Friday, April 26 2024 9:50

Brandywine Stories: West Chester’s Shipwrecked Entrepreneur

Written by Malcolm Johnstone

How disaster changed William Everhart's life

Loss of the Packet Ship Albion, engraving by Cornelius Tiebout after Thomas Birch, c. 1823
William Everhart. Courtesy of the Chester County History Center

On April 1, 1822, William Everhart, a 37- year-old Chester County businessman, stepped onto the packet ship Albion in New York harbor as it was preparing to set sail for Liverpool. He assumed it would be a business trip like many he’d made before. Under the command of Captain John Williams, the Albion departed New York blessed with a “sweet and pleasant gale,” plus 25 crew members and 29 passengers. For the next three weeks, it would be smooth sailing, although Everhart would suffer sea sickness during much of the voyage.

Packet ships were a relatively new approach to crossing the Atlantic. Each ship set sail on the first day of the month and would carry cargo, passengers and mail packets — thus the name. The Albion began as a packet ship in 1818. Until 1822 no packet ship had ever been lost at sea.

By April 21, the Albion had reached the coast of southern Ireland on schedule. But by that afternoon it had met with thick fog and strong winds, which resulted in two of the sails being damaged. The crew quickly went to work repairing the damage and prayed they’d seen the worst of the storm. But by nightfall giant waves pummeled the ship. Six crew members and a passenger were washed overboard as the ship became uncontrollable. Adding to the passengers’ terror, the lower decks began to fill with sea water, forcing Everhart and others to the upper deck.

Shortly after midnight, the beam of Old Head at Kinsale lighthouse was spotted. Located in the south of Ireland, the light brought both hope for survival and futility of action as crew members found themselves powerless to control their vessel.

At dawn Everhart and the remaining crew saw they’d been carried into a shallow Irish bay framed by rocky cliffs. Despite feeling physically drained, Everhart and a few others made it to one of the cliffs, although it was too steep to climb. The storm continued to claim others from the ship.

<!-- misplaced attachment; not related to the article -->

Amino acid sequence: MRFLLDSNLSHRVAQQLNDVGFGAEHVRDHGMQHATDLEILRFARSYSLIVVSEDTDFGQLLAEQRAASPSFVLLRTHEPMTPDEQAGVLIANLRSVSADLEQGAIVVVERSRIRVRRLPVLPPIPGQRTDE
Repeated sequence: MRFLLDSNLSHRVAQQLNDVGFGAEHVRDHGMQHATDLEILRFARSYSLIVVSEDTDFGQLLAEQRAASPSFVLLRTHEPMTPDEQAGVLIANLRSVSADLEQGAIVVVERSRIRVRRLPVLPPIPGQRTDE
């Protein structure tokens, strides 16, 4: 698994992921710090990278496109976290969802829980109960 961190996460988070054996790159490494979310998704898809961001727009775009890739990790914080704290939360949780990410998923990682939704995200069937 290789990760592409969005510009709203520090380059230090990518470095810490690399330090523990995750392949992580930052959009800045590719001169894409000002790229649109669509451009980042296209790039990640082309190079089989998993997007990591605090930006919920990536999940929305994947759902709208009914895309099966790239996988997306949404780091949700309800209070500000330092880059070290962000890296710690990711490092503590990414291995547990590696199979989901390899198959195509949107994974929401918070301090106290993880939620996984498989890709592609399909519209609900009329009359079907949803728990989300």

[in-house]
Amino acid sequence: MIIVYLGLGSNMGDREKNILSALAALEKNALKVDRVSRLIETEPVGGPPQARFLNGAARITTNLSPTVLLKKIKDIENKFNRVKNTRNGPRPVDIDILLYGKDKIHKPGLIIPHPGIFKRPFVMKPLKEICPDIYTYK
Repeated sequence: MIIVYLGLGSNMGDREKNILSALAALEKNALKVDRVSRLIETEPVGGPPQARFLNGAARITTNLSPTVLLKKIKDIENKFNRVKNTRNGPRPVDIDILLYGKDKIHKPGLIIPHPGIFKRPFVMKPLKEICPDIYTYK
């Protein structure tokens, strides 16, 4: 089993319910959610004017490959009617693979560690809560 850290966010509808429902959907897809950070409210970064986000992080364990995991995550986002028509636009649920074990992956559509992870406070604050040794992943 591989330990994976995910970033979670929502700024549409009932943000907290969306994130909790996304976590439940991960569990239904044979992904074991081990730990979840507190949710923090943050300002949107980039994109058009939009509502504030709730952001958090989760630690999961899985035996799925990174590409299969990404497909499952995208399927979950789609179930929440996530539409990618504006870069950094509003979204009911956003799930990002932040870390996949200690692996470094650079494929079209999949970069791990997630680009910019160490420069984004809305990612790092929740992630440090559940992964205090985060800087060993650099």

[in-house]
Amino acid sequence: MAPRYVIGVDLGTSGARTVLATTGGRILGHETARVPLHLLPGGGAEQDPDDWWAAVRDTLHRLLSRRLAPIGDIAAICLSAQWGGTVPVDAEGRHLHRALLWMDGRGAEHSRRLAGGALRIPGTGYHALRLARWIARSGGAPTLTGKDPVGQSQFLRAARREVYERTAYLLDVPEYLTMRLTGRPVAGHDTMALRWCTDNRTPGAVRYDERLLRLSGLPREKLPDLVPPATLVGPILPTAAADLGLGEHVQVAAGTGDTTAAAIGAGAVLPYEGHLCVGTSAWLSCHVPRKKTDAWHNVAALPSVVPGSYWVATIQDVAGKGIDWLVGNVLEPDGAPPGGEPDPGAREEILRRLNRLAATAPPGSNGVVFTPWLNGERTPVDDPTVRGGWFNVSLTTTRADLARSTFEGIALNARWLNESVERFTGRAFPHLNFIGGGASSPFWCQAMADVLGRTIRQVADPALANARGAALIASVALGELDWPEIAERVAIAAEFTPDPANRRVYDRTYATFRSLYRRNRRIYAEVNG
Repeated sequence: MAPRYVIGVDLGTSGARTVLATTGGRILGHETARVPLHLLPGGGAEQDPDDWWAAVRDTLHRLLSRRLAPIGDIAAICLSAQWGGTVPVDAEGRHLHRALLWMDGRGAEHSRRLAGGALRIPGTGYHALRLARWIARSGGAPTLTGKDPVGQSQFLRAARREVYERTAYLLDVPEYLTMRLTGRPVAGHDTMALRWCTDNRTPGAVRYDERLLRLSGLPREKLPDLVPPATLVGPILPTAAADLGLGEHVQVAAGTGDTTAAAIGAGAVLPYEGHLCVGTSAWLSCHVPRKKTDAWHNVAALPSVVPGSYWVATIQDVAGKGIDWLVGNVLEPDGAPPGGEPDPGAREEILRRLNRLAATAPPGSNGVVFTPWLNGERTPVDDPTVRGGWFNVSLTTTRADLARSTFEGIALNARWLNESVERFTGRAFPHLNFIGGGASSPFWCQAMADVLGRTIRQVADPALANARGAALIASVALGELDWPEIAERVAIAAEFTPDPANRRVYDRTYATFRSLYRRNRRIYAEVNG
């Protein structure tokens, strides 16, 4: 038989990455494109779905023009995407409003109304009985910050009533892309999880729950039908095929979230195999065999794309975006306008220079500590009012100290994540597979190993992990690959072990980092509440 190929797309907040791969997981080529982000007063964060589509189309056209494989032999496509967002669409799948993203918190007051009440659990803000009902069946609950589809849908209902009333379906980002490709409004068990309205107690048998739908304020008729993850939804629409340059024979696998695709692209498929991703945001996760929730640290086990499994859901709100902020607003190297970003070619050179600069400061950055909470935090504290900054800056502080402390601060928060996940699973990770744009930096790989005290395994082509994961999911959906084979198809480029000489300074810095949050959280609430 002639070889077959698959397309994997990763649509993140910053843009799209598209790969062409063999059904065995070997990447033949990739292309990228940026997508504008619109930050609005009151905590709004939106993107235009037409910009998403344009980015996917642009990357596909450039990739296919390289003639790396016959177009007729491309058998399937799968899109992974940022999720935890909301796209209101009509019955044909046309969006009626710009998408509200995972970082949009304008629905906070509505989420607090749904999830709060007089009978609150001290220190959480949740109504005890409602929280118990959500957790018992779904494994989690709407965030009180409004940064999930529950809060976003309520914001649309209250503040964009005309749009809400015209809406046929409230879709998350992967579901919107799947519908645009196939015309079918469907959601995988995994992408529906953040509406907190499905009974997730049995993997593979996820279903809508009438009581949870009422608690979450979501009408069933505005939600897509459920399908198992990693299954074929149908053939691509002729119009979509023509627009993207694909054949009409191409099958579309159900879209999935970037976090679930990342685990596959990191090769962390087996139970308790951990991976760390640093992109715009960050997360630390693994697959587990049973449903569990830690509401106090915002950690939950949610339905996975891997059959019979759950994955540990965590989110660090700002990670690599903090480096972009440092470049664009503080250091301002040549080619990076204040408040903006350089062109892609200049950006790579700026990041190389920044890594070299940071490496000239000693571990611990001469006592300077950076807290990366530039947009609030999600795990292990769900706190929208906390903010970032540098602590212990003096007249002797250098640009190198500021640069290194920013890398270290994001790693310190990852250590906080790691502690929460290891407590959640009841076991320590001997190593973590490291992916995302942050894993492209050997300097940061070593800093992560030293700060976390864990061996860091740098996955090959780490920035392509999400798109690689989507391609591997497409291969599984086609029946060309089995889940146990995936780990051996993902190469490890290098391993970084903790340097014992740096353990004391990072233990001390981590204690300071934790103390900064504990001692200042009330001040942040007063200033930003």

Having spotted the wreck, nearby residents used ropes to pull Everhart and the remaining survivors to safety. Of the 54 crew and passengers that set sail on the fateful voyage, only eight lived to tell the tale: six crew members and two passengers.

It was a few months before Everhart could make it back to Chester County, where he met first with his young family, including his wife Rebecca Matlack. Yes, it was a terrible experience, but he suffered no great physical injuries. And, yes, when his chances of survival were most desperate, he thought of his family for comfort. And, yes, he prayed.

Soon after arriving home, Everhart became a local celebrity when The Village Record, a popular West Chester newspaper, interviewed him and published a detailed account of the tragedy. It left no details to the imagination.

Everhart’s mansion. Greenhouse structures on left, Everhart’s personal library building on right. Courtesy of Joe Liberato & Richard Meadows

And soon, William Everhart was back working at his family business. He’d opened his first shop years before in Pughtown, importing and selling wares such as fine cloth, clothing, eyeglasses, medicine and liquor. His success led him to open more shops in Tredyffrin, West Goshen, West Whiteland and finally West Chester.

Always looking for new business opportunities, Everhart purchased the 102-acre Wollerton Farm in West Chester in 1828. It stretched from what’s now the corner of Market Street and Wilmont Mews to the Borough’s western boundary at Bradford Avenue. Everhart built streets he named after West Chester notables and began developing individual lots for homes. This essentially doubled the size of West Chester and ultimately made Everhart the richest man in West Chester.